Need a good multimeter? The Fluke 17B is an excellent basic meter that will last your entire career. It’s also $100 USD. Need something cheaper? Allow me to introduce the AIMOmeter MS8217. On the outside, it’s a direct copy of the Fluke 17b, right down to the screen printing but understandably lacking the yellow enclosure. $30 USD will get you an exact copy of a Fluke 17B, it would seem. Right? Not a chance. [electronupdate] did a teardown of the AIMOmeter, and while this meter looks like a Fluke on the outside, it’s probably going to kill somebody.
The teardown begins with a look at the ratings on the back of this off-brand meter. It does have two fuses, but the engraving on the back strangely claims ‘Wrrebt insurance limit’. If anyone has any idea what a ‘wrrebt’ is, please leave a note in the comments. The only references to this word in Google are mis-OCRed blackletter type in a book from the early 1800s.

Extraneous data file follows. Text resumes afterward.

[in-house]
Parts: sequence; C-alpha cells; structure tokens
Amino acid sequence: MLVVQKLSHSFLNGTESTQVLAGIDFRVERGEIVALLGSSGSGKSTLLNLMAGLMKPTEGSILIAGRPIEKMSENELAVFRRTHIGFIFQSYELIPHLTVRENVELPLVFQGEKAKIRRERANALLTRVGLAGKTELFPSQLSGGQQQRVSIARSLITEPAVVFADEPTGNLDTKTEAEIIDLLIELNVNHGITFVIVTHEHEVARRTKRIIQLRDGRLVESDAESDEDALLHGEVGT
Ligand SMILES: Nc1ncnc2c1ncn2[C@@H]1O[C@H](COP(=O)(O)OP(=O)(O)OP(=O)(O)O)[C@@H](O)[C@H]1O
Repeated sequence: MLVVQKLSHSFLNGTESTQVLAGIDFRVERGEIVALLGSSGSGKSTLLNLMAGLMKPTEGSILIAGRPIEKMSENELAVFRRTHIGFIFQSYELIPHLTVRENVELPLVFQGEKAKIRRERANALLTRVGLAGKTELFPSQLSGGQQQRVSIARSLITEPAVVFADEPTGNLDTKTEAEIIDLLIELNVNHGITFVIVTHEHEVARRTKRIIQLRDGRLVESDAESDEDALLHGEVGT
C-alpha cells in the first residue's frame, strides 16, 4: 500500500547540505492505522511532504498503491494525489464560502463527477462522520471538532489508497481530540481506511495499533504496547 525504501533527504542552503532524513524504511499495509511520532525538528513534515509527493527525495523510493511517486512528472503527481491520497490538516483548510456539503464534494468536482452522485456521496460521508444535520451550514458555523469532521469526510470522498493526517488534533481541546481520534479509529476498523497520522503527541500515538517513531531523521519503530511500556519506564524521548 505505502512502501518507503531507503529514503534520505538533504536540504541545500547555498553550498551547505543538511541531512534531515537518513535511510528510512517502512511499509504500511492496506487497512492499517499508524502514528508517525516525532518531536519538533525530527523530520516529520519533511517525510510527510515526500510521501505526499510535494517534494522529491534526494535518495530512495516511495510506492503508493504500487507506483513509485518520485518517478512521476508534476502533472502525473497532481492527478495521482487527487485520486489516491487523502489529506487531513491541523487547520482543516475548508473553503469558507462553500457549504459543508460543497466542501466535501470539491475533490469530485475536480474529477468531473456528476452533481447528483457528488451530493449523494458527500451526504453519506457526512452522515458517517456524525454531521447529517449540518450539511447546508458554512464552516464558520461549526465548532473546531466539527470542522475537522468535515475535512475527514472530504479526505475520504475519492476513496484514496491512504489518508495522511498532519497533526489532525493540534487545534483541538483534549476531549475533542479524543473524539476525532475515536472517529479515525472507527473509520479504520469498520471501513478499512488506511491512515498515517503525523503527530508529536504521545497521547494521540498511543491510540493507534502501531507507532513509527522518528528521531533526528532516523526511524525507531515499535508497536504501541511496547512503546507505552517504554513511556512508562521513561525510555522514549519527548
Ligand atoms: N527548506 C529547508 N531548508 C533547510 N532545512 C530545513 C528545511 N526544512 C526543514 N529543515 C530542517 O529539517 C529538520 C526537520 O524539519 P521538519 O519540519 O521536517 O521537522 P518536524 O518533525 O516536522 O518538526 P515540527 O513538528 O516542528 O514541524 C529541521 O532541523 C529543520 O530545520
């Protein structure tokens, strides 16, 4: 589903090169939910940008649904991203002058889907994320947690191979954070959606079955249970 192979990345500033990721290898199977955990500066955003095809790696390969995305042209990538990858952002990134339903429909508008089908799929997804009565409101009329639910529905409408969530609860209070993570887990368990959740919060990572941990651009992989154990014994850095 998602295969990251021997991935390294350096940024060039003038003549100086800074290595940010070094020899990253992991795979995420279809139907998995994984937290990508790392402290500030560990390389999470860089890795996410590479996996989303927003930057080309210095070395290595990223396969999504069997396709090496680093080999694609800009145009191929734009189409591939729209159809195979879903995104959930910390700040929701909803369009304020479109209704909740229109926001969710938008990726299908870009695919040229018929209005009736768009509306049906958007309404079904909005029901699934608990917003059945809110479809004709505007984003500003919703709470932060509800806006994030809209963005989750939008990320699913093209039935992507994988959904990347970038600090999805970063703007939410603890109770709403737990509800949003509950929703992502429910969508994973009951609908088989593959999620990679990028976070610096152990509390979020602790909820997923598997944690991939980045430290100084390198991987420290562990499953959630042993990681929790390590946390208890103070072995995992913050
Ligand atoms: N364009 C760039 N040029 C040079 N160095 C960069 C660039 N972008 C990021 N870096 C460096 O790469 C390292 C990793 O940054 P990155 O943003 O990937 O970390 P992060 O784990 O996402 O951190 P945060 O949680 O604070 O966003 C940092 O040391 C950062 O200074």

Opening up the meter reveals – surprisingly – two real fuses in the meter. There were no markings on the bigger fuse, which could be a problem for verifying if the fuse is of the proper value. That’s not really a problem, though: the fuse isn’t even between ground and the amp probe socket. Yes, this fuse is completely useless, and testing the resistance with the fuse out of the circuit confirms this.
After putting the meter back together, [electron] tests the accuracy of the meter. With a 1 mA current source, the mA setting seems to work, but when testing the larger Amp range of this meter, the results display in milliVolts. Don’t worry, there’s an easy fix for that: just press the dial down just right and the correct setting will be displayed. Wow.
You get what you pay for, and if you only ever use an AIMOmeter for measuring Arduinos and batteries, you might – might – be alright. This is not the kind of meter you want to measure line voltage, motors, or anything else with, though.